Israel's main markets are found in Jerusalem and Tel Aviv. As for bargaining (not done at produce stalls)—sure, give it a go, but these days it's a hard drive, so decide if you want to have fun playing the game, or not. The difference in price is likely to be less than you think.
The Machaneh Yehuda Market offers produce that’s as flavorful as it is colorful. Recent additions to this collection of alleys running off the main market street include a sprinkling of boutique cafés, unusual restaurants, and small stores selling souvenirs, jewelry, and clothes from India. The market, quite a bit cheaper than the supermarket, is a great place to grab some goodies while on the go or for the hotel room later. You can go global––Italian pasta or Indian flavors––but you’ll do best with local specialties: kubeh soup at Ima’s, fresh bourekas or falafel, wonderful fruit and baked goods, and a chunk of sweet sesame halva.
Weaving through the Old City market (the souk) takes you back in time. Lavish rugs and fabrics, oriental ceramics, blown-glass items, not-so-antique antiques, beads, embroidered kaftans, and leather-thong sandals line the stone alleyways. Be cautious about buying items with an intrinsic value: gold, silver, precious stones, and antiquities may not be as advertised. Almost all the salespeople here speak some English, but a polite quip or two thrown at them in Arabic––check the nuances first!––may bring a wonderful smile, and perhaps a little discount. There's hummus and pickles, Arabic coffee, and honey-dripping pastries to buy. A word of caution about having expensive purchases (like olive-wood carvings) shipped by vendors in the market: some have been known to arrive damaged or not arrive at all. Stick to establishment stores. And beware of pickpockets (your passport is best left in the hotel safe).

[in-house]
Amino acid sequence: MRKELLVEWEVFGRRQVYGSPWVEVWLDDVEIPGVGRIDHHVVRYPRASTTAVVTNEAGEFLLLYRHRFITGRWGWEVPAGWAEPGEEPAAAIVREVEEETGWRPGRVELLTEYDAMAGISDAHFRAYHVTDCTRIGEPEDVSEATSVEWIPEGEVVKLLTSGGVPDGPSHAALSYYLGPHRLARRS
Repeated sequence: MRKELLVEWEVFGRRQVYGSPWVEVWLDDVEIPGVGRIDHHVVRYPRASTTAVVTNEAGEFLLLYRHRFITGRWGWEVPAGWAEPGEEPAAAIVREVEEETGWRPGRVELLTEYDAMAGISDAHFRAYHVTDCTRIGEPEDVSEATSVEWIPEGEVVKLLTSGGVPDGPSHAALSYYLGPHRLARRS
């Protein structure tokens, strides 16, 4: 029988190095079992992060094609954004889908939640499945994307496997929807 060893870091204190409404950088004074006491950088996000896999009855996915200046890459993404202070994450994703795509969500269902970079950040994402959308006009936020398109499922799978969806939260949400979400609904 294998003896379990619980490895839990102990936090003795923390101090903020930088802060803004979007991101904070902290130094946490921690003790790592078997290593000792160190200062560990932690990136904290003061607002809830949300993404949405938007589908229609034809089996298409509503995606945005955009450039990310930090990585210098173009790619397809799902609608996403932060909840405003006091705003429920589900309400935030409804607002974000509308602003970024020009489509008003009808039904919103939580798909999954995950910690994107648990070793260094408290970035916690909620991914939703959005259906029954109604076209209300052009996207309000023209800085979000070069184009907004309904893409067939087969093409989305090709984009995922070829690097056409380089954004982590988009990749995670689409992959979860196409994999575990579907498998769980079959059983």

The Carmel Market, or Shuk Hacarmel, begins at its top end (Allenby Road), with stalls of cheap clothes and housewares, and then becomes the city's primary produce market, extending almost down to the sea. The scents are sensational—fresh greens (mint, parsley, basil), lemons and other citrus fruit, salty herring, and more. It can get packed—hold onto your belongings, though pickpocketing isn’t usually a problem here. The shuk borders the Yemenite Quarter, with a host of small eateries offering local dishes.
You'll find some true artisans at the Nahalat Binyamin Pedestrian Mall, which becomes a crafts market (along with the unsung peddlers of imported goods) on Tuesdays and Fridays. It's a great place to pick up original and reasonably priced gifts. The pedestrian street converges with the Carmel Market at its Allenby Street end. It's lively, with street performers sharing space with shoppers and strollers, and especially crowded on Fridays and as holidays approach.
The Jaffa Flea Market has been reinvented. You’ll still find the warren of small streets with stands or holes-in-the-wall selling rugs, finjan coffee sets, clothes from India, jewelry, retro lamps, and other junk mixed with bargains; however, the city has cleaned up and brought some order to the old chaos. There's a definite appeal to the new good-quality stores offering furnishings, fashion items, jewelry, and crafts. Some great and/or funky eateries and cafés complete the transformation.
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